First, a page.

Why does Benjamin change so little after the revolution in chapter 3?

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Ashley Kannan | Middle School Teacher | (Level 3) Distinguished Educator

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Benjamin represents a detached sense of sobriety about all of the changes on the farm.  Benjamin just might be the only one that fully grasps the relationship between those who have power and those who lack it.  In Benjamin's mind, his life still has remained the same and there is little change in the distribution of power in so far as he can see.  It is for this reason that Benjamin changes so little after the revolution.  Benjamin also grasps that his longevity might be due to the fact that he does not attach himself to the whims of political change:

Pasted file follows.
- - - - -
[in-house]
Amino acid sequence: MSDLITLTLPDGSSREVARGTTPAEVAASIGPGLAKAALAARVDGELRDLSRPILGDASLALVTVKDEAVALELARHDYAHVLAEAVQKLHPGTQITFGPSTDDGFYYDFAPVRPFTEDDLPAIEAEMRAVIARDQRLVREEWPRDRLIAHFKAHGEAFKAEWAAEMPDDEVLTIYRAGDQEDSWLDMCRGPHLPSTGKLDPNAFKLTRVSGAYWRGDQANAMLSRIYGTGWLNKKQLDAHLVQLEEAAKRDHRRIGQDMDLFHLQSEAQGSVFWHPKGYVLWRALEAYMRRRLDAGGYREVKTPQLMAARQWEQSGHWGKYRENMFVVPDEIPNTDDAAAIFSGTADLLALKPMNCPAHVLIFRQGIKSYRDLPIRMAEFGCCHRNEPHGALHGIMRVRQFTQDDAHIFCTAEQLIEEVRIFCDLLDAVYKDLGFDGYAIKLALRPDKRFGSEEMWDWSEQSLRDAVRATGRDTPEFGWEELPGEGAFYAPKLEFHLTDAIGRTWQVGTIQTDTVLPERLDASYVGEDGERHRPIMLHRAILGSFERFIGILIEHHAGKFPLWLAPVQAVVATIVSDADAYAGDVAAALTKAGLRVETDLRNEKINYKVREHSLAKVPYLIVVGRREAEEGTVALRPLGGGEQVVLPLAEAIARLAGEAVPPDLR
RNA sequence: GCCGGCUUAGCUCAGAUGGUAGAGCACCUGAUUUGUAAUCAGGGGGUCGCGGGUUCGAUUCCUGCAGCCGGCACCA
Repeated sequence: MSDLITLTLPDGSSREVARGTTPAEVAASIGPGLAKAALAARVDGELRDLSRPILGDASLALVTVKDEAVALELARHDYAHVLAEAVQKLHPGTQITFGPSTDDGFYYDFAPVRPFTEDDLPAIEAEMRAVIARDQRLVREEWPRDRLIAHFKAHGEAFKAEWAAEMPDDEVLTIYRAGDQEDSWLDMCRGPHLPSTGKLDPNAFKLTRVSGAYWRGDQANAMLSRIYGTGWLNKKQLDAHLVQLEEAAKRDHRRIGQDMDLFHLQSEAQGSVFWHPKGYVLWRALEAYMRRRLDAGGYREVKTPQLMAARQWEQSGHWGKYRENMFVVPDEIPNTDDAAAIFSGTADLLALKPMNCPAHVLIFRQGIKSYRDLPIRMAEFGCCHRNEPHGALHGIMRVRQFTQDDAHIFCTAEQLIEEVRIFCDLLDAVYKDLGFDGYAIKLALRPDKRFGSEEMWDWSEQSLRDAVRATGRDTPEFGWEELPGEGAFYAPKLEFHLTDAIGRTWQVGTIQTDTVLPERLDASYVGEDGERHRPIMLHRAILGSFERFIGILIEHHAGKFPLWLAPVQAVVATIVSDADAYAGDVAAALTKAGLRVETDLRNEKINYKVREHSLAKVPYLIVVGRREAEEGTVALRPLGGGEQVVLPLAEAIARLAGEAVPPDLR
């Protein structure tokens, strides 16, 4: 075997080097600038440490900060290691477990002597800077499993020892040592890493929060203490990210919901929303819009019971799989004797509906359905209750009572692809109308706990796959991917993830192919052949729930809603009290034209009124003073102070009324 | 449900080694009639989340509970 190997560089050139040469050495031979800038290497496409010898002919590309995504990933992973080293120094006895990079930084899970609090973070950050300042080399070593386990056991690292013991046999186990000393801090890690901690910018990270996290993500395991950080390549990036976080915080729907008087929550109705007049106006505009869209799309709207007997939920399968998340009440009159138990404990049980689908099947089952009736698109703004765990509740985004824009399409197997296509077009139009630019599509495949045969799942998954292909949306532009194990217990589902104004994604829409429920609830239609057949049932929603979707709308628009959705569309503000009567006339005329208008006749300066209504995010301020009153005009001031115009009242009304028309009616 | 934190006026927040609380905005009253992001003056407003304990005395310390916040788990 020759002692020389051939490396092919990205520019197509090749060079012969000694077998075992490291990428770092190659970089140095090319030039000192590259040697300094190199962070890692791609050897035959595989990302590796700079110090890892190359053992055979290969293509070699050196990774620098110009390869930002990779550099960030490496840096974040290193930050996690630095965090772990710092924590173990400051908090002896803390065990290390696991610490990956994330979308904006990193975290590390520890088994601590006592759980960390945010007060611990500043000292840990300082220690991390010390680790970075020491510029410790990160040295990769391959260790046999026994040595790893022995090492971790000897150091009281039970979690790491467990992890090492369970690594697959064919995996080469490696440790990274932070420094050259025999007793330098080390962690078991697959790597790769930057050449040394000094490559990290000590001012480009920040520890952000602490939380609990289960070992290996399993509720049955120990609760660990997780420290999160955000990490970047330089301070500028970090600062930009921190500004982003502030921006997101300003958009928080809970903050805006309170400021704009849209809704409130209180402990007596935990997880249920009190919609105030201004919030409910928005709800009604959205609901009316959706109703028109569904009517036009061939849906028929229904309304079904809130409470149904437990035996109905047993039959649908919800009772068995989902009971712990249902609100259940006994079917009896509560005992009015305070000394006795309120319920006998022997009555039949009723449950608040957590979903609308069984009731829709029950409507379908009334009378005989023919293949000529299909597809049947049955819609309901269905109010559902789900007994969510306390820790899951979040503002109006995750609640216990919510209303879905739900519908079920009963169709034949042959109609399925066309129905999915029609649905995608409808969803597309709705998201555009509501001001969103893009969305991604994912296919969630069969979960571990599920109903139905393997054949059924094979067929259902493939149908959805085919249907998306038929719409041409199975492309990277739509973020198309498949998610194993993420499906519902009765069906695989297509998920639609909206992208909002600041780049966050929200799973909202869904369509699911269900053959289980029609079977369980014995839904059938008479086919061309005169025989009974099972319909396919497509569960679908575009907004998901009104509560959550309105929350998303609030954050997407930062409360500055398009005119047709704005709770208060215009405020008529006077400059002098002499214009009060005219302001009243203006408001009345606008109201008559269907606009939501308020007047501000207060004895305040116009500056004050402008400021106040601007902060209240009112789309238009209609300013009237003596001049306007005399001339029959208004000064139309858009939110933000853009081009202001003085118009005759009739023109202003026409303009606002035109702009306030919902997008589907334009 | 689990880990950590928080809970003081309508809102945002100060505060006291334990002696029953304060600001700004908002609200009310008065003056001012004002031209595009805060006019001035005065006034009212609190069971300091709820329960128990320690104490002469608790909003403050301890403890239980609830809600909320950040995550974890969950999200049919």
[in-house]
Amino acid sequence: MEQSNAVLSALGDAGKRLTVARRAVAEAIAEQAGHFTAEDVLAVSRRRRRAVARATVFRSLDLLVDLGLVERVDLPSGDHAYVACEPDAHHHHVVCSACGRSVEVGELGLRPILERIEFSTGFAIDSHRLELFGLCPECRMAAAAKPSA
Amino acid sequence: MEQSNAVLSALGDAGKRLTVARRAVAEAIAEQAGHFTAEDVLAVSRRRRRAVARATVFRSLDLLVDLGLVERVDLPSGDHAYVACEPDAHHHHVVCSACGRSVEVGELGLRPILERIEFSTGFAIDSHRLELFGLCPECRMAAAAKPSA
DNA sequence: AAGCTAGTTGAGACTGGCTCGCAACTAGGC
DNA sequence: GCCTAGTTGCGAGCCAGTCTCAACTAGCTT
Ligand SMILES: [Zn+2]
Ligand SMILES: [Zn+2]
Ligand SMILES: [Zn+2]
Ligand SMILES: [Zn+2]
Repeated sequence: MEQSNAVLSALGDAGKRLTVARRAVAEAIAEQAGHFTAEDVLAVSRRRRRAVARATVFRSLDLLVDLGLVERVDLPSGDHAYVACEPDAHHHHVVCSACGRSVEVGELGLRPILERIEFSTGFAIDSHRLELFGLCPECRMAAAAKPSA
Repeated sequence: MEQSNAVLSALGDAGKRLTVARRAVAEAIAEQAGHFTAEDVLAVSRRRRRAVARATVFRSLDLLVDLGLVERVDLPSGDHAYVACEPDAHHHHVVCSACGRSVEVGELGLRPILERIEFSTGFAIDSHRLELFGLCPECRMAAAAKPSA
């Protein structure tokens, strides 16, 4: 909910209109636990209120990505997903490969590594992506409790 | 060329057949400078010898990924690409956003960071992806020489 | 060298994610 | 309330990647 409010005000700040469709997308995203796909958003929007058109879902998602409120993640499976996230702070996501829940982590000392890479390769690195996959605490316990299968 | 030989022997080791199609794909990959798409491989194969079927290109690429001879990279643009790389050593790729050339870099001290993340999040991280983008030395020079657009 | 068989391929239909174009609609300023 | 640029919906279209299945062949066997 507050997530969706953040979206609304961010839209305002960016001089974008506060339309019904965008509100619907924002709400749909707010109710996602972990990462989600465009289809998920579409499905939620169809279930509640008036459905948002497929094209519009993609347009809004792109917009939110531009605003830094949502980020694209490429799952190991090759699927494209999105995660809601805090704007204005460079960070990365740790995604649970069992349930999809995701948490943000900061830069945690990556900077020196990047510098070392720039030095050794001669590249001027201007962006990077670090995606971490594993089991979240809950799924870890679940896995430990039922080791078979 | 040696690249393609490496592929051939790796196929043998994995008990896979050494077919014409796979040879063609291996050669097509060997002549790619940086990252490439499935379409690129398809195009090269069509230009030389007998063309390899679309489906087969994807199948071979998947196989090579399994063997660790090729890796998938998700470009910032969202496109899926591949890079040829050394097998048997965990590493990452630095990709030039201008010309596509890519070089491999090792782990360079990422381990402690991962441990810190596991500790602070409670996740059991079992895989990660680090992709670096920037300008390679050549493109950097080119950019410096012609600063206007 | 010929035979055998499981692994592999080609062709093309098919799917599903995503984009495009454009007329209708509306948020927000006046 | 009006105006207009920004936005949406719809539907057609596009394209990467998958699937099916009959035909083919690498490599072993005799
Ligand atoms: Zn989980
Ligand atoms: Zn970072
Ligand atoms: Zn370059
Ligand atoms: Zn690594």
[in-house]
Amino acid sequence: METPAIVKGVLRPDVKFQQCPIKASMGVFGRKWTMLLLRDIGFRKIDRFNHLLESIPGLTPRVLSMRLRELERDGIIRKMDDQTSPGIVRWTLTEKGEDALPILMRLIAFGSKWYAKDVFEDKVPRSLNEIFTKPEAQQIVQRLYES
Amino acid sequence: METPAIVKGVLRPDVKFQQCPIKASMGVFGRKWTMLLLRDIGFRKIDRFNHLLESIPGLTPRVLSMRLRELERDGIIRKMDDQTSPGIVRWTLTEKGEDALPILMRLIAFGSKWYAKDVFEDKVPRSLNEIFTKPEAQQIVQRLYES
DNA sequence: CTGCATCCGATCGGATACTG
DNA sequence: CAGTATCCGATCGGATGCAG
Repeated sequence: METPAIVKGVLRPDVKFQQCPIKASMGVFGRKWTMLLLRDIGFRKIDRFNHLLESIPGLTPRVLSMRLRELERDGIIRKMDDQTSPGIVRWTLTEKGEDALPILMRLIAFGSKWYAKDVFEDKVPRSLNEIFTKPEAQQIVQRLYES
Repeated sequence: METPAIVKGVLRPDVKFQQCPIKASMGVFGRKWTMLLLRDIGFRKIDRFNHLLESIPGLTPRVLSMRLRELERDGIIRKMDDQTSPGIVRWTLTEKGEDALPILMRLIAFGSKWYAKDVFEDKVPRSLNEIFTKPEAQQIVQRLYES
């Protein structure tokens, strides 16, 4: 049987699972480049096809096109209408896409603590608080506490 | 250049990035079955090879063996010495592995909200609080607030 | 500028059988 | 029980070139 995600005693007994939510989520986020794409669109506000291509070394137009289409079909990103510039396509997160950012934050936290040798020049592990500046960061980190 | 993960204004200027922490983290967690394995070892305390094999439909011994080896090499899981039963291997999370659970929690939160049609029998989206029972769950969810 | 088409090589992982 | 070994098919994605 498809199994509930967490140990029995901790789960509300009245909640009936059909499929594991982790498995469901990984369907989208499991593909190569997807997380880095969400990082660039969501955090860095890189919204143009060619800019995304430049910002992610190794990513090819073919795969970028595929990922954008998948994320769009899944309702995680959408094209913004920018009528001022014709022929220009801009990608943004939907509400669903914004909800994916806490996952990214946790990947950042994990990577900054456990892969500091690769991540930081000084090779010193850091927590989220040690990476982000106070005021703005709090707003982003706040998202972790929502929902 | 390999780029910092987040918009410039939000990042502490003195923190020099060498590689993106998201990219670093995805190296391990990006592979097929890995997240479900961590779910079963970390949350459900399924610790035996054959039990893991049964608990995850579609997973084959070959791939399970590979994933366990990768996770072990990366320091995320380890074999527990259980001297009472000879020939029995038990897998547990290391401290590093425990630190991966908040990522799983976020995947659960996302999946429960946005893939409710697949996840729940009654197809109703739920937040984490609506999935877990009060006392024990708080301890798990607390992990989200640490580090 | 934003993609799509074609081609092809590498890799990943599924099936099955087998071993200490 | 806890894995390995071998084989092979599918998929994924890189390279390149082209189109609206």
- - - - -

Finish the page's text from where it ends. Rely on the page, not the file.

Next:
Donkeys live a long time. None of you have ever seen a dead donkey.

Benjamin understands in a very lucid manner that in order for him to live and survive, it will probably have to happen outside of the realm of political attachments.  For this, he demonstrates a great deal of skepticism towards the revolutionary ends and its presence in daily political life on the farm.

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